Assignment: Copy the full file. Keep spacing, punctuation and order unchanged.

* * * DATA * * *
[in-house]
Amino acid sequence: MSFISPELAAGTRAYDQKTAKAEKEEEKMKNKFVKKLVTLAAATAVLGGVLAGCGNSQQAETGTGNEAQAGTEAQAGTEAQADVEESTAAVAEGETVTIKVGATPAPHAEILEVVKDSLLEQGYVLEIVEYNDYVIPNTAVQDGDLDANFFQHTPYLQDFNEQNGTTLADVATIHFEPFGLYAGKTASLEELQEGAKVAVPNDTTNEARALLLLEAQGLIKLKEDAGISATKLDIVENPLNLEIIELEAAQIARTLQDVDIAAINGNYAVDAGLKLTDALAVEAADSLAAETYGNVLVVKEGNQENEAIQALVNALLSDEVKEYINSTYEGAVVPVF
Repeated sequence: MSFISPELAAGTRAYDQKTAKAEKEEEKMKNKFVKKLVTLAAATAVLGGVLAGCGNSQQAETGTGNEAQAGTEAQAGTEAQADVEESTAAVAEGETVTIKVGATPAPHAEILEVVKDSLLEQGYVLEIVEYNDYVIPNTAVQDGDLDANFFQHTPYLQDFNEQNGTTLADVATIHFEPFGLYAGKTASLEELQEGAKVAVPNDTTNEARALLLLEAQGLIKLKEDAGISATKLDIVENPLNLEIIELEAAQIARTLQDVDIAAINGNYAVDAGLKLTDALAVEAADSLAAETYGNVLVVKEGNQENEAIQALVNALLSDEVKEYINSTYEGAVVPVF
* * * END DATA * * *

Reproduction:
[in-house]
Amino acid sequence: MSFISPELAAGTRAYDQKTAKAEKEEEKMKNKFVKKLVTLAAATAVLGGVLAGCGNSQQAETGTGNEAQAGTEAQAGTEAQADVEESTAAVAEGETVTIKVGATPAPHAEILEVVKDSLLEQGYVLEIVEYNDYVIPNTAVQDGDLDANFFQHTPYLQDFNEQNGTTLADVATIHFEPFGLYAGKTASLEELQEGAKVAVPNDTTNEARALLLLEAQGLIKLKEDAGISATKLDIVENPLNLEIIELEAAQIARTLQDVDIAAINGNYAVDAGLKLTDALAVEAADSLAAETYGNVLVVKEGNQENEAIQALVNALLSDEVKEYINSTYEGAVVPVF
Repeated sequence: MSFISPELAAGTRAYDQKTAKAEKEEEKMKNKFVKKLVTLAAATAVLGGVLAGCGNSQQAETGTGNEAQAGTEAQAGTEAQADVEESTAAVAEGETVTIKVGATPAPHAEILEVVKDSLLEQGYVLEIVEYNDYVIPNTAVQDGDLDANFFQHTPYLQDFNEQNGTTLADVATIHFEPFGLYAGKTASLEELQEGAKVAVPNDTTNEARALLLLEAQGLIKLKEDAGISATKLDIVENPLNLEIIELEAAQIARTLQDVDIAAINGNYAVDAGLKLTDALAVEAADSLAAETYGNVLVVKEGNQENEAIQALVNALLSDEVKEYINSTYEGAVVPVF